The original package is names “Load New Deal Data Locally” and after that package has completed I execute a new task “Prepare Azure Database”. This task simply executes the SQL script generated by the SQL Azure Migration Wizard. (Note that the script only creates the tables if they don’t exist. I chose to leave it like this, and add code to truncate the tables, which means the script can run on demand to refresh the data. If the data format changes I will need to drop the tables manually from SQL Azure.)
My final task is “Load New deal to Azure”. This task executes another package called “New Deal to Azure.dtsx”. The tasks in this package are shown below:
This package contains two tasks, both based on the Bulk Copy (BCP) output generated by the SQL Azure Migration Wizard.
Firstly, the data is extracted from the local database in the Extract Local New Deal Task:
This task runs a Win32 executable (BCP) with the correct parameters:
BCP [DWP].[DBO].[newdeal] out "C:\Users\nhill\Documents\Visual Studio 2008\ Projects\ DWPODataSQL\DWPODataSQL\data\newdealff.dat" -T -S. -E -n -b 5000
Then, the data is imported to SQL Azure:
[DWP].[DBO].[newdeal] in "C:\Users\nhill\Documents\Visual Studio 2008\Projects\DWPODataSQL \DWPODataSQL\data\newdealff.dat" -Unhill@frq6joxf0e -PPassword -Sfrq6joxf0e.database.windows.net -E -n -b 5000
The SSIS Package will now automatically process the source CSV file and update an equivalent table on SQL Azure.
The easiest way to publish an OData endpoint from your SQL Azure database is using SQL Azure Labs. After logging in with your Live Id, you are presented with a series of preview features. Select the OData Service tab:
Using this service to configure an OData service is a simple matter. Specify the SQL Azure Server name, user id and password. Select the SQL Azure database and select the check box to enable OData. Select a user (dbo) to enable anonymous access.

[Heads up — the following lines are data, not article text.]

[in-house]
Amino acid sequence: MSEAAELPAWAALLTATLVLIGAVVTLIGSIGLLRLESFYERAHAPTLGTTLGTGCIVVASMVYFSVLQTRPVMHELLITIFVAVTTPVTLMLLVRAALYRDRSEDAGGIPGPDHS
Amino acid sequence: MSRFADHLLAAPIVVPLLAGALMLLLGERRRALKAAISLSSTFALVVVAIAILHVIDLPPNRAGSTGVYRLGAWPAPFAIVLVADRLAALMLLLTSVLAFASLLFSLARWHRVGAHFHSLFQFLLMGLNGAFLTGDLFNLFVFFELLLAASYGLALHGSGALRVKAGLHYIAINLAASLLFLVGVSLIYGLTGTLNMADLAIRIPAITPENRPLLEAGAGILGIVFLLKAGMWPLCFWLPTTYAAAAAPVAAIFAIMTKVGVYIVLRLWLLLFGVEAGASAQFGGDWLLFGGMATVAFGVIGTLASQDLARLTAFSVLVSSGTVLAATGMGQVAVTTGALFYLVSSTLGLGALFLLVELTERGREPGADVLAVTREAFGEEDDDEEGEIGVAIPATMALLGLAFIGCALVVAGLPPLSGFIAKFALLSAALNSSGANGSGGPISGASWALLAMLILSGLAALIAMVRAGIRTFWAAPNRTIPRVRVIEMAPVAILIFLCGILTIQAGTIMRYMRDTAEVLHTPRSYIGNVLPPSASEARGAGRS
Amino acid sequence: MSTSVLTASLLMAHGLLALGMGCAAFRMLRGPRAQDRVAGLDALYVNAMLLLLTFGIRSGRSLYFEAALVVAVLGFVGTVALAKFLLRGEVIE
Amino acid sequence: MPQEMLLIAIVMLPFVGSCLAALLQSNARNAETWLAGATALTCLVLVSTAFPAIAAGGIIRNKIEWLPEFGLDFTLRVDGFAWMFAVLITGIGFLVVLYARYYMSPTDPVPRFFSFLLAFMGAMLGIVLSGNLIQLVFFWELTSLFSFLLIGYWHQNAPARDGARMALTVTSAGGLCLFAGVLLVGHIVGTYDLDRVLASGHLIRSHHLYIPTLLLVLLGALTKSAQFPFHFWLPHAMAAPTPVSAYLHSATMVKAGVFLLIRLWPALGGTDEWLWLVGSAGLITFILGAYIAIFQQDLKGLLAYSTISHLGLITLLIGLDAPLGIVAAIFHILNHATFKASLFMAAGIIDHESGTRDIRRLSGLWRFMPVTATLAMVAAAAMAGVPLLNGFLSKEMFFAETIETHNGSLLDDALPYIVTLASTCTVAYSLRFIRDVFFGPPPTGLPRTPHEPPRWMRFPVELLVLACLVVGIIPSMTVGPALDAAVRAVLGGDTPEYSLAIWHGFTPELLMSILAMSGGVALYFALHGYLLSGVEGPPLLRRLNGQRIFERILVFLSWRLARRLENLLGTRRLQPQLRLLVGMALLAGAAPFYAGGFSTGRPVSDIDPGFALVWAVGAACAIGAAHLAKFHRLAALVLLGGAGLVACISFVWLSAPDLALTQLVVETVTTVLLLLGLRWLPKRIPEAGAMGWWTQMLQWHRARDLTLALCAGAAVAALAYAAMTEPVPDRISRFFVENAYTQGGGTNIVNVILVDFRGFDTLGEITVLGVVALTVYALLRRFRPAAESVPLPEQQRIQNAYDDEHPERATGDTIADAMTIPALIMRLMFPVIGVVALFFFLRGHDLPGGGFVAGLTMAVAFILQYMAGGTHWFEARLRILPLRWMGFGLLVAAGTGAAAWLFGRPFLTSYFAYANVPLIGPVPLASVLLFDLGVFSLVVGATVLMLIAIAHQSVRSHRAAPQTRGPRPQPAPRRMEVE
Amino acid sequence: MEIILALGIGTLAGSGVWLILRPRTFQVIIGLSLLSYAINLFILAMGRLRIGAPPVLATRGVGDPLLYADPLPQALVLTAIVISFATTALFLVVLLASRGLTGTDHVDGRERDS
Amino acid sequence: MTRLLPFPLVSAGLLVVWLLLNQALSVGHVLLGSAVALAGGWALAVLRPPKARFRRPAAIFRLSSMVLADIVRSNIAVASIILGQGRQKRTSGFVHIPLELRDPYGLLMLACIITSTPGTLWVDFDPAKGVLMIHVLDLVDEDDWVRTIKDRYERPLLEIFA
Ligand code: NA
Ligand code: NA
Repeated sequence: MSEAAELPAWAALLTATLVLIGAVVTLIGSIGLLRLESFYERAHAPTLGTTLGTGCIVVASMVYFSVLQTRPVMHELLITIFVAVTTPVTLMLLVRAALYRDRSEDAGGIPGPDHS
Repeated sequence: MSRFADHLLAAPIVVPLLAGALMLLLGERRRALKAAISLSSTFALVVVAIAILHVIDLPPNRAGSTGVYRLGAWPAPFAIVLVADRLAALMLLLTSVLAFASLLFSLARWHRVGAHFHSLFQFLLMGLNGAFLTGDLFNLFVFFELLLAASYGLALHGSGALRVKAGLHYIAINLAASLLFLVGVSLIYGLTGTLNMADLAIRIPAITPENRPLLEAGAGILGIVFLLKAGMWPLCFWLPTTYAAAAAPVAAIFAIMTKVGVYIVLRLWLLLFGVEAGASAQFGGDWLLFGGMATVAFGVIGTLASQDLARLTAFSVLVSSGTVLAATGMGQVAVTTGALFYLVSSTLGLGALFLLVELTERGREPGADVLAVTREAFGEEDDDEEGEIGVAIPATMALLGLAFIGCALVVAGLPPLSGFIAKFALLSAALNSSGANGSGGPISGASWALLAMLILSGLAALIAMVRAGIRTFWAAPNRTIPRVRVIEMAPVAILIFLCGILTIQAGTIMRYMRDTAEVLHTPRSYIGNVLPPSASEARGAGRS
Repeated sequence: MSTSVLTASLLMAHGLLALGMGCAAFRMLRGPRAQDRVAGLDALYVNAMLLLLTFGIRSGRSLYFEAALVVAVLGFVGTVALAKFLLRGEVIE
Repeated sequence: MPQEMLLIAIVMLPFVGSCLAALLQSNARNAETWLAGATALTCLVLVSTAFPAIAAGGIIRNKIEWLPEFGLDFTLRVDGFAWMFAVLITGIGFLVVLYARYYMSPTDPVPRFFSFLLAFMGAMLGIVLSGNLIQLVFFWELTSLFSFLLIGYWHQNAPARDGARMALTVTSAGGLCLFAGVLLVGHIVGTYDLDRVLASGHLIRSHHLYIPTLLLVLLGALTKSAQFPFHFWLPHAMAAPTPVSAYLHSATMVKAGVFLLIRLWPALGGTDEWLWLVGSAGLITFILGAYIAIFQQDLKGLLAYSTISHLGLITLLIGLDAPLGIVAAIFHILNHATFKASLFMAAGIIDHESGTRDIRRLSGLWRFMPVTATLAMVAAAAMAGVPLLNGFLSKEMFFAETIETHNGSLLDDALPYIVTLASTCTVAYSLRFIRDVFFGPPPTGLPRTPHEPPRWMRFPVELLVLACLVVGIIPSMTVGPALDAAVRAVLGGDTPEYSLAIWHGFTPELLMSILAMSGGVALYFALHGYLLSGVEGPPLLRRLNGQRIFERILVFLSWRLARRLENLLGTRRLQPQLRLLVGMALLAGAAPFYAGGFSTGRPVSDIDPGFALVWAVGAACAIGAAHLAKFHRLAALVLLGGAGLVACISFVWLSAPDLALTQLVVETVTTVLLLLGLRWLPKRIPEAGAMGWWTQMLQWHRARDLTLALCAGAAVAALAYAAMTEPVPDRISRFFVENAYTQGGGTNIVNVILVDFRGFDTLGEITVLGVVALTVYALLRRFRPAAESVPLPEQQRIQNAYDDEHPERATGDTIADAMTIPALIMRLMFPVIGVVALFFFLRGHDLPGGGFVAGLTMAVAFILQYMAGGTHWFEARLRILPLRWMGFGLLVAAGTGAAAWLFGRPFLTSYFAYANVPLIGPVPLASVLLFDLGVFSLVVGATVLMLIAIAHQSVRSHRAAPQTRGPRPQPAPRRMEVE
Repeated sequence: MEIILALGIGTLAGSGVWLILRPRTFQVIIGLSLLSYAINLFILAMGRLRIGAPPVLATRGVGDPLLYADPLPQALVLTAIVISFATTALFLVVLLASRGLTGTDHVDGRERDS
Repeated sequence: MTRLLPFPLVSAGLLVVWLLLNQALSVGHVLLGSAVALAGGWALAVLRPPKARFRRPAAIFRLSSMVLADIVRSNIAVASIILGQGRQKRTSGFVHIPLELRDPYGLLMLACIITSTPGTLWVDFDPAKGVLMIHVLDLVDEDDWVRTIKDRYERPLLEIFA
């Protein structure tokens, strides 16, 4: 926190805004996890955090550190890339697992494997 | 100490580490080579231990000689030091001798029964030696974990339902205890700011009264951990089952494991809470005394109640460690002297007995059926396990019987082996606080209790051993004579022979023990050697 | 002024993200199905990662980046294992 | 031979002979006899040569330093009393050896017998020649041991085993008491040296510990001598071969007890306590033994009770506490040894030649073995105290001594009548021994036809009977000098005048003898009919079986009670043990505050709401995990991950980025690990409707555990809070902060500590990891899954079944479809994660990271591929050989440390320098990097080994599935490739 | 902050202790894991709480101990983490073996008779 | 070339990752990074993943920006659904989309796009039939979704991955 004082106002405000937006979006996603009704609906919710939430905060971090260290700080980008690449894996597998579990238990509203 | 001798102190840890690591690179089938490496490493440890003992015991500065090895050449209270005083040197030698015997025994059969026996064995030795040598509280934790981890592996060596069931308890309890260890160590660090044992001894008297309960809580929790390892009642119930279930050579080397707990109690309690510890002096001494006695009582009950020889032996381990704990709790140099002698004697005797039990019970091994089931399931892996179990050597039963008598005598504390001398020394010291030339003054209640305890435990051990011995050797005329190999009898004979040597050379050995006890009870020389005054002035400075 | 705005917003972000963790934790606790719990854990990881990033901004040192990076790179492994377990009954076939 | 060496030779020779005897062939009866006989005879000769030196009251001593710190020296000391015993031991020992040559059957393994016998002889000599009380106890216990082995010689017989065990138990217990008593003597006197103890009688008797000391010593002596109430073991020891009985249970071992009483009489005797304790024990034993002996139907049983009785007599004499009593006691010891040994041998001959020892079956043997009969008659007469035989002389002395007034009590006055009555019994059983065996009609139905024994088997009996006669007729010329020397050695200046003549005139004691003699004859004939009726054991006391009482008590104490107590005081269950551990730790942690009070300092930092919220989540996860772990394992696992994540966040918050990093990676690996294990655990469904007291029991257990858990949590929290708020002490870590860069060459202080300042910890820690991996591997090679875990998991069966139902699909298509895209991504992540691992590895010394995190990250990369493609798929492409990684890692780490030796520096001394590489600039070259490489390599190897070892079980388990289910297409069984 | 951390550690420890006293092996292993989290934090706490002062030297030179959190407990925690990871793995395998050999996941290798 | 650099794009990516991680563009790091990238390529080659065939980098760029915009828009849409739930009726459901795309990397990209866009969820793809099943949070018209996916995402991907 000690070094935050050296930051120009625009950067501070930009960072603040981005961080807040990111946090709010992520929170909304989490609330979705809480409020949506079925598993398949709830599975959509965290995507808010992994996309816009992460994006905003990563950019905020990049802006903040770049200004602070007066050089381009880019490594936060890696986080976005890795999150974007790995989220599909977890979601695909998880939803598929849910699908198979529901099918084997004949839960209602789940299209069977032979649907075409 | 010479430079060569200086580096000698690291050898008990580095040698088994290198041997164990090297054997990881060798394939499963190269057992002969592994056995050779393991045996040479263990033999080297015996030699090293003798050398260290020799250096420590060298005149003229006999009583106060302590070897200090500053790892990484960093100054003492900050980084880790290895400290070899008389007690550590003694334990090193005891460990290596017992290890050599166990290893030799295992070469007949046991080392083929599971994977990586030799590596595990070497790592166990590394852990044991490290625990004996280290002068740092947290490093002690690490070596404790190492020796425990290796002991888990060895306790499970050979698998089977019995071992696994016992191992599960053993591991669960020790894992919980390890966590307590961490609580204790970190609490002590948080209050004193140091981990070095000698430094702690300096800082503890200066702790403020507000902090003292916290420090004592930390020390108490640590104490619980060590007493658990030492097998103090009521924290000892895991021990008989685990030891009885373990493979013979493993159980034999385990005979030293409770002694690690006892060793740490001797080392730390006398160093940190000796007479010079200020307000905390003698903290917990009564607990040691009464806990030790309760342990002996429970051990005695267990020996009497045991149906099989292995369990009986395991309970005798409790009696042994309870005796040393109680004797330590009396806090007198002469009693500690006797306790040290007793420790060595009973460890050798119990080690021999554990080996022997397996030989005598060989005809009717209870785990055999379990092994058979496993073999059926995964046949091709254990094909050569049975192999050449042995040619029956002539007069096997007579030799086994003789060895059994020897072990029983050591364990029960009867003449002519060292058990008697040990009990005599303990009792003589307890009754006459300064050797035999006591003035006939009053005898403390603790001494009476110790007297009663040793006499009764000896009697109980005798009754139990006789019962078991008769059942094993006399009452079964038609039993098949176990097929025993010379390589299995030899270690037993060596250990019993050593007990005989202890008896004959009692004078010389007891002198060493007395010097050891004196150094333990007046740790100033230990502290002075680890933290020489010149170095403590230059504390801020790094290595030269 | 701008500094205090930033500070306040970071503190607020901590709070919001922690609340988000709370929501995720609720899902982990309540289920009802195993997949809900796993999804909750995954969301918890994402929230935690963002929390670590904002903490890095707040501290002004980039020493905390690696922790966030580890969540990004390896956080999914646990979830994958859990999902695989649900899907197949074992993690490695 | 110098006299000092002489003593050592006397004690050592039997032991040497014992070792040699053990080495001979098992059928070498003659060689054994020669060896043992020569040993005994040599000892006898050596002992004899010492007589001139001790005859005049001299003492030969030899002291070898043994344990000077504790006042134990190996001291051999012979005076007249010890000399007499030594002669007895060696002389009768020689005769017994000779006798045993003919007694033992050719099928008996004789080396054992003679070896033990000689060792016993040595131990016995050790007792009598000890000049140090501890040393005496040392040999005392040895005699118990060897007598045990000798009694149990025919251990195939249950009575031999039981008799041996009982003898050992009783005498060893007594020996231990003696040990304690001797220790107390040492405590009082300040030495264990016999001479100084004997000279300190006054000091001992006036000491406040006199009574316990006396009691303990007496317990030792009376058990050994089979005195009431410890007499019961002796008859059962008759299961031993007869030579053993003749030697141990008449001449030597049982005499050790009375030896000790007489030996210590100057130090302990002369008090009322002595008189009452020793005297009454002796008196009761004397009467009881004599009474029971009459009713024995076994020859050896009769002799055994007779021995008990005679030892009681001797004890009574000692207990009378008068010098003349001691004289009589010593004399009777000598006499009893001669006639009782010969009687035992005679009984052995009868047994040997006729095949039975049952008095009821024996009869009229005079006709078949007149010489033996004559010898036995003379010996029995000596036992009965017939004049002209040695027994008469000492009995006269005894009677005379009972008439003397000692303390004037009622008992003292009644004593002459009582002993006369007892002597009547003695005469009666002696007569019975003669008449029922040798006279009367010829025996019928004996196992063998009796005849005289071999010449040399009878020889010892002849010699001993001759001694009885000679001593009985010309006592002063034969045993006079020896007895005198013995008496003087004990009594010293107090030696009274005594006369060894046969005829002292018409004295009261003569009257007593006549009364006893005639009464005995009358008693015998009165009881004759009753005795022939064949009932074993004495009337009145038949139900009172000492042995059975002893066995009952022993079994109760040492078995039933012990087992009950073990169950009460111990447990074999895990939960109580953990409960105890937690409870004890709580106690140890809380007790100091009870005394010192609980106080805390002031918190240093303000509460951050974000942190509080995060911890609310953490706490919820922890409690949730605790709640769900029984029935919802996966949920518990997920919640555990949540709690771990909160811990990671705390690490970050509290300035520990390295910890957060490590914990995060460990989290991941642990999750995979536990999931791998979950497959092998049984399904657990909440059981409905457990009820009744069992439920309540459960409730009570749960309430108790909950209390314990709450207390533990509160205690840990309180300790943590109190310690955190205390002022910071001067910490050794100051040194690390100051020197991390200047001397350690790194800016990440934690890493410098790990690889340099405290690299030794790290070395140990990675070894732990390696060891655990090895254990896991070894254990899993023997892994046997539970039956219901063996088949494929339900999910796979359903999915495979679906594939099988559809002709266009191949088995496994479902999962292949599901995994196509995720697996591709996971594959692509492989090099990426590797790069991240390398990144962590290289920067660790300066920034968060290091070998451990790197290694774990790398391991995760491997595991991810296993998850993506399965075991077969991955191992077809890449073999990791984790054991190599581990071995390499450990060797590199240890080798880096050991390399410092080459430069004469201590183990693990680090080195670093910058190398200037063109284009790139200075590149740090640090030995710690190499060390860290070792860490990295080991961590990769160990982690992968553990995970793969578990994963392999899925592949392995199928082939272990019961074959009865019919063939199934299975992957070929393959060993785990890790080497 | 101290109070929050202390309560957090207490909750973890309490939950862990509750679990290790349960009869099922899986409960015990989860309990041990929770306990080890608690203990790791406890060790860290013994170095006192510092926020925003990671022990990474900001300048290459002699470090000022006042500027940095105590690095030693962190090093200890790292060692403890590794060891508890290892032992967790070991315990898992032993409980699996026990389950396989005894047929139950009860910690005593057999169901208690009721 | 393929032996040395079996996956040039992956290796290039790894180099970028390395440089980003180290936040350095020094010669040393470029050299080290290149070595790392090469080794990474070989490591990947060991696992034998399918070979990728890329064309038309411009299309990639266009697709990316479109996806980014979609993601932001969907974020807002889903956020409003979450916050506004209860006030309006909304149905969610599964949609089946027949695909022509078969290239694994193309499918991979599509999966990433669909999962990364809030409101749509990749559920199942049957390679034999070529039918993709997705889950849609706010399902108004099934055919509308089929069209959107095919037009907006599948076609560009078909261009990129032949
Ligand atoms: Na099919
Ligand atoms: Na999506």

This will then generate an OData endpoint through which to access your OData Service. In this case:
Accessing the url will provide a list of Entities exposed by the OData service:
Accessing the newdeals service will display the data:
Different browsers will render the OData feed differently, Chrome will return the raw XML (see above), while Firefox and IE 9 will return an RSS Feed (and you may need to ‘view source’ to see the data.
In order to test your feed, probably the best approach is to use OData Explorer, LINQPad, or Sesame. The following snip shows the OData feed in Sesame:
You may need to run the Silverlight applications locally to connect to the service.
I wanted to access my OData feed using Tableau, but the Tableau software sends an empty authentication header, even when trying to access a service anonymously. This caused the SQL Azure Labs OData service to try to resolve an SWT Token (unsuccessfully) which meant that Tableau could not access my feed. Thanks to Mike Pizzo for updating the SQL Azure Labs service to ‘work around’ this and Tableau will now happily work with a Labs Feed.
However, before Mike made his work around, I tried an alternative approach: Creating a custom WCF Data service. This is incredibly easy to do, and provides a much finer grained control of the published service. You can read about this here.
In the next part of this article, I will discuss analysing the data from my OData feeds using Microsoft PowerPivot and Tableau.
Written by Nick Hill